Censoring Speech to the Detriment of Women’s Health (“Boobies” Is Not a Dirty Word)

Breasts are part of our bodies; they nourish our babies, give us pleasure, and even bring us pain, from bouts of mastitis to life-threatening cancer. This week, a study published in the Journal of the American Medical Association found that the incidence of advanced breast cancer has increased in young women ages 25 to 39, demonstrating a need for early detection in a group in which many members do not realize their risk. To fight this disease, we have to draw attention to it, and in order to do so, we have to be able to talk about breasts using the words we are the most comfortable using, the words that will best convey our feelings about cancer, and the words we believe will spread the message most effectively.

I am in the middle of reading Siddhartha Mukherjee’s The Emperor of All Maladies: A Biography of Cancer, a sobering look at cancer from a historical and personal perspective. In this book, Mukherjee gives the example of a breast cancer survivor’s unsuccessful attempt to place an advertisement in the New York Times for a breast cancer support group in the early 1950s. The Times informed her that they “cannot publish the word breast or the word cancer in its pages” and recommended that she “say there will be a meeting about diseases of the chest wall.”

While such outrageous censorship of supposedly “dirty” or “embarrassing” words is less common now than it was in the 1950s, it still exists to some degree, particularly in arenas related to adolescents and young adults.

For example, recently, we saw a group of researchers decry the use of mild profanity — including the word “boobs” — in adolescent literature (even for the age 14+ crowd), and just last week, I attended the oral argument before the U.S. Court of Appeals for the Third Circuit in B.H. and K.M. v. Easton Area School District, a case stemming from a middle school’s ban on breast cancer awareness bracelets containing the word “boobies” (“I ♥ Boobies! (Keep A Breast)”). The Third Circuit, sitting en banc, will have to decide whether the word “boobies” as part of a breast cancer awareness campaign is lewd in a middle school setting and therefore unprotected speech under the First Amendment of the U.S. Constitution.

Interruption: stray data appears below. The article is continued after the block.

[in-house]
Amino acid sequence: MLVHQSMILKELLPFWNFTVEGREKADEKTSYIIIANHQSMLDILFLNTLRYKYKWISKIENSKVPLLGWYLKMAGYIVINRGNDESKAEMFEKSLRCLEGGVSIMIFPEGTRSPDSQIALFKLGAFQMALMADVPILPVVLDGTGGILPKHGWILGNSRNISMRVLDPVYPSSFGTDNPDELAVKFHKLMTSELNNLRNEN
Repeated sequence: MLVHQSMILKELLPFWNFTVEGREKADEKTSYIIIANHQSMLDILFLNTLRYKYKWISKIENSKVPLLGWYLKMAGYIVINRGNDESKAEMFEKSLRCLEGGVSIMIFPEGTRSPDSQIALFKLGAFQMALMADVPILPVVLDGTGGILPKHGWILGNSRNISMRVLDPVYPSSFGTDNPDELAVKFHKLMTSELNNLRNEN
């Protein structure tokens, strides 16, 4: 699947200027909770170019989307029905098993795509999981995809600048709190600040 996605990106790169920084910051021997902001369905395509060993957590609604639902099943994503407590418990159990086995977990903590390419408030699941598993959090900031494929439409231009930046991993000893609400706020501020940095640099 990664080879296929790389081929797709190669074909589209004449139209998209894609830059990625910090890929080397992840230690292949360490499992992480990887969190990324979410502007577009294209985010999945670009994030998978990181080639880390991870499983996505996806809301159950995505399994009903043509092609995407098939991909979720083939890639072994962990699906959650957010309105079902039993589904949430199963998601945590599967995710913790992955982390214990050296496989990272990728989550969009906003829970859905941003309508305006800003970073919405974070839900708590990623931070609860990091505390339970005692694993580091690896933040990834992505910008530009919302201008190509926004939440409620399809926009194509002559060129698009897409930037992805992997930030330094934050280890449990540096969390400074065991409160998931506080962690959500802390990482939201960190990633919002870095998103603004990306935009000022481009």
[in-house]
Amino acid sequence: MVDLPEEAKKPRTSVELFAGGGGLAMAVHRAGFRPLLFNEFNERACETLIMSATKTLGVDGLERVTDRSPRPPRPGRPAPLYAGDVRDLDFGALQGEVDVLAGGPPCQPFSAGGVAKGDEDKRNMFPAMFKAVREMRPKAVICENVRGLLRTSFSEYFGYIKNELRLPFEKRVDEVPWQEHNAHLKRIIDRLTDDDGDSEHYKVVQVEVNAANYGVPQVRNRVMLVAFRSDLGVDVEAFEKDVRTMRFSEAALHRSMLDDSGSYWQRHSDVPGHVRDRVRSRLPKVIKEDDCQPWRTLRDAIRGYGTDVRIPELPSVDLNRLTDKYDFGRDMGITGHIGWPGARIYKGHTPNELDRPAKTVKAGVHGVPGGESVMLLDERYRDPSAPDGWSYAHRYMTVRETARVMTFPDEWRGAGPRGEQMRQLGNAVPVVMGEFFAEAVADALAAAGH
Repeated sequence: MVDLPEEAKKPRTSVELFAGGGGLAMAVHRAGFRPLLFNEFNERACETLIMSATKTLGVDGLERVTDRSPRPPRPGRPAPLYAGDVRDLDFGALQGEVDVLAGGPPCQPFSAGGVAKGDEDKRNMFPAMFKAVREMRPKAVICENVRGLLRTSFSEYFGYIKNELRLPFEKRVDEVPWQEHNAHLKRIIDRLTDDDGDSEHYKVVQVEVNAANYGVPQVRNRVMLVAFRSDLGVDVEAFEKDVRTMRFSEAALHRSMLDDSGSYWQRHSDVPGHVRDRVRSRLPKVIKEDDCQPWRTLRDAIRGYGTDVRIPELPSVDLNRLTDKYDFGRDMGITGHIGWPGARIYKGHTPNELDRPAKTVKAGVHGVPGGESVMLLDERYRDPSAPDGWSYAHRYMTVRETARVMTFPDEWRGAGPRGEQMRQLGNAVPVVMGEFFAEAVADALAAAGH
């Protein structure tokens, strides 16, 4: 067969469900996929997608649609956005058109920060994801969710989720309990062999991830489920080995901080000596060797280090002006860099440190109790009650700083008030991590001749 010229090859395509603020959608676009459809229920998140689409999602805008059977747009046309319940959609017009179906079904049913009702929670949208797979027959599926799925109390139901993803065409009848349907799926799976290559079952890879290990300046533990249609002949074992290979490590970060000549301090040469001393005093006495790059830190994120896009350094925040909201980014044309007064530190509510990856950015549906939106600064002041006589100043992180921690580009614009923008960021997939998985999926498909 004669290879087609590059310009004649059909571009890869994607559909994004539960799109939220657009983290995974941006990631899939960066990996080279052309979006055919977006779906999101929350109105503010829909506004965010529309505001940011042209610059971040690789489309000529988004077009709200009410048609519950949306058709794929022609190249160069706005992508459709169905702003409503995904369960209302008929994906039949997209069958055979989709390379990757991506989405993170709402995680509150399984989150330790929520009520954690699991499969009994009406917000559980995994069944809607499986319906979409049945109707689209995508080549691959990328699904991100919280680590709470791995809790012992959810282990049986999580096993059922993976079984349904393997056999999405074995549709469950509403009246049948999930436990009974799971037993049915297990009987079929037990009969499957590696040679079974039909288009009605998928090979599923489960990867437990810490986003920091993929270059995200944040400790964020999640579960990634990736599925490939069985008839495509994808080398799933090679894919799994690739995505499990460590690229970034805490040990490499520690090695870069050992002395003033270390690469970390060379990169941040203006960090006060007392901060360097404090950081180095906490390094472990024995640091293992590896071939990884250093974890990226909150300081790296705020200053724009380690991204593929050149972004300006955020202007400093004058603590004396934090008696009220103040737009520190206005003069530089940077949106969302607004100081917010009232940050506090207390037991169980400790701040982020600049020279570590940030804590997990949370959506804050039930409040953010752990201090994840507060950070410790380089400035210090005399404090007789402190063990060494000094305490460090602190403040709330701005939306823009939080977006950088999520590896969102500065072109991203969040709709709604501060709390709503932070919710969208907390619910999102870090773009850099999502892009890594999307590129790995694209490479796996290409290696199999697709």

If the Court allows the ban on the word “boobies” to stand, the ruling would send the message that breasts are taboo and a shameful part of our bodies. It would suggest that a school’s interest in preventing an immature response from a handful of adolescents to the term “boobies” is more important than young women’s ability to talk about their bodies and raise awareness about a disease that affects almost a quarter million new women each year.

Breast cancer awareness must start with young women. With more attention given to this disease among adolescents and young adults, the hope is that fewer of them will develop advanced breast cancer in their 20s and 30s. Silencing this speech only places women at risk.

*The bracelets are available through The Keep A Breast Foundation.

***Here’s the UPDATE on B.H. v. Easton Area School District.


  1. As usual, a very useful, interesting & timely post which elicited thoughtful responses. I live in a country where Breast Cancer Awareness is being promoted (campaigns etc) and the terminology is not at issue. What is at issue is getting the message across – in a country where literacy is not universal, this is more important than the wording.

    1. Interesting. Literacy is an issue here, too, and I wonder whether “boobies” is better for less literate adolescents because of how common the word is in this young population (whereas many families don’t use the word “breasts”). Thanks for your comment!